According to school officials, a full return to remote learning would be similar to distanced learning implemented in the spring. That includes flexible scheduling and coursework done through online platforms, but may require some scheduled course work and classes for older students. Elementary students will connect more often than older students with their peers and teachers through regular online meetings. Food distribution services and programs would stay in place.

Students, parents have mixed feelings

Sam Nonni, a rising senior at Falmouth High School, told The Forecaster, said students should use remote learning for the first half of the year.

“The wisest thing is to do online work for the first half, at least in the chance that we could have a normal second half so the whole year isn’t craziness with it going back and forth,” he said.

“The hybrid model is the way to go for me,” high school student representative Charlie Geci told the school committee. “Some learning is superior to minimal, we can make in-person work safe and at half capacity.”

According to Director of Learning Gretchen McNulty, 175 out of roughly 2,200 students in the district opted to go fully remote this fall.

Parents at the meeting criticized the remote learning plan, raising concerns about single and working parents who can’t help with distanced learning or students who need direct help from social workers.

“I am a social worker and mother of two. I am concerned that we need that connection through every day, and concerned about parents who are not able to be around,” Kelley Newkirk said.

A full-return model would include modifications for safety following CDC guidelines. All students would still be required to wear a mask, while teachers will be tasked with class configurations following CDC guidelines. Markings on the floor will help maintain social distance, with six feet required when unmasked, or three feet when masked, Superintendent Geoff Bruno said.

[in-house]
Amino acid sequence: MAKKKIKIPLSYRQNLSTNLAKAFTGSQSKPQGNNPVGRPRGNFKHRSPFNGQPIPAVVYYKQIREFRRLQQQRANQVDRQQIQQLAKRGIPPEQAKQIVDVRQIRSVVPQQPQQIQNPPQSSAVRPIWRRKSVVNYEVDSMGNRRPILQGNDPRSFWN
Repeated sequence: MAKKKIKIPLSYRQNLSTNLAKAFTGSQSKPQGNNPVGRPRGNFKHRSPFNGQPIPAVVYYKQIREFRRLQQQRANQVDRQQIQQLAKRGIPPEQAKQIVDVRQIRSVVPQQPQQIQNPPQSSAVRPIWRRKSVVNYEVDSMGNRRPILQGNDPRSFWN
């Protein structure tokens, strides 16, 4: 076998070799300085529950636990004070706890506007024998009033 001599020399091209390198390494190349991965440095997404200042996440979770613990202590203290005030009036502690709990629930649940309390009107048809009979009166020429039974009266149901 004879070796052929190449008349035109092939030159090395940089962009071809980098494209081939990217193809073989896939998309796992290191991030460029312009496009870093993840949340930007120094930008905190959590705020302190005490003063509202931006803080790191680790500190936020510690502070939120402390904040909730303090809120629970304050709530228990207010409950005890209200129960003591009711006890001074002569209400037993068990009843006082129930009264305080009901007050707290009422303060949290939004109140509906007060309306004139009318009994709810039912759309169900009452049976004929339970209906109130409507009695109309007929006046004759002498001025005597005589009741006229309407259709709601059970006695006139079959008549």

Missed connections

“(With remote learning) kids are missing that connection with other kids,” parent Joseph Richard told The Forecaster. “A kid watching a screen all day alone gets disconnected from everything, they don’t have that physical attribute that hanging out with other people and adults give.”

“Remote learning did not work for my daughter, and I work full time so it was (hard) to sit down and help,” resident Jim Fuller said.

Plexiglas dividers will also be erected in high traffic areas; toys and other items that are that are hard to clean will be removed; there will be no field trips or large chorus/band gatherings and all buses will be cleaned regularly. An air ventilation system is being tested and optimized for each room.

Teachers will have 50-plus outdoor areas available to teach kids that can be used by teachers in the hybrid model as well. Bruno also noted a lot of additional measures ranging from additional outdoor space to more protective barriers have been added since teachers had taken the survey Driscoll referenced.

Students will have lunch in their rooms and all Wednesdays would be late-start days.

Nonni, the incoming Falmouth High senior, said while he didn’t like being away from his peers, he does not support a full return.

“I think our best bet is to be safer at the beginning of the year and see where we are the second semester,” Nonni said. “Why risk getting more people sick if we can possibly prevent that?”

Comments are not available on this story.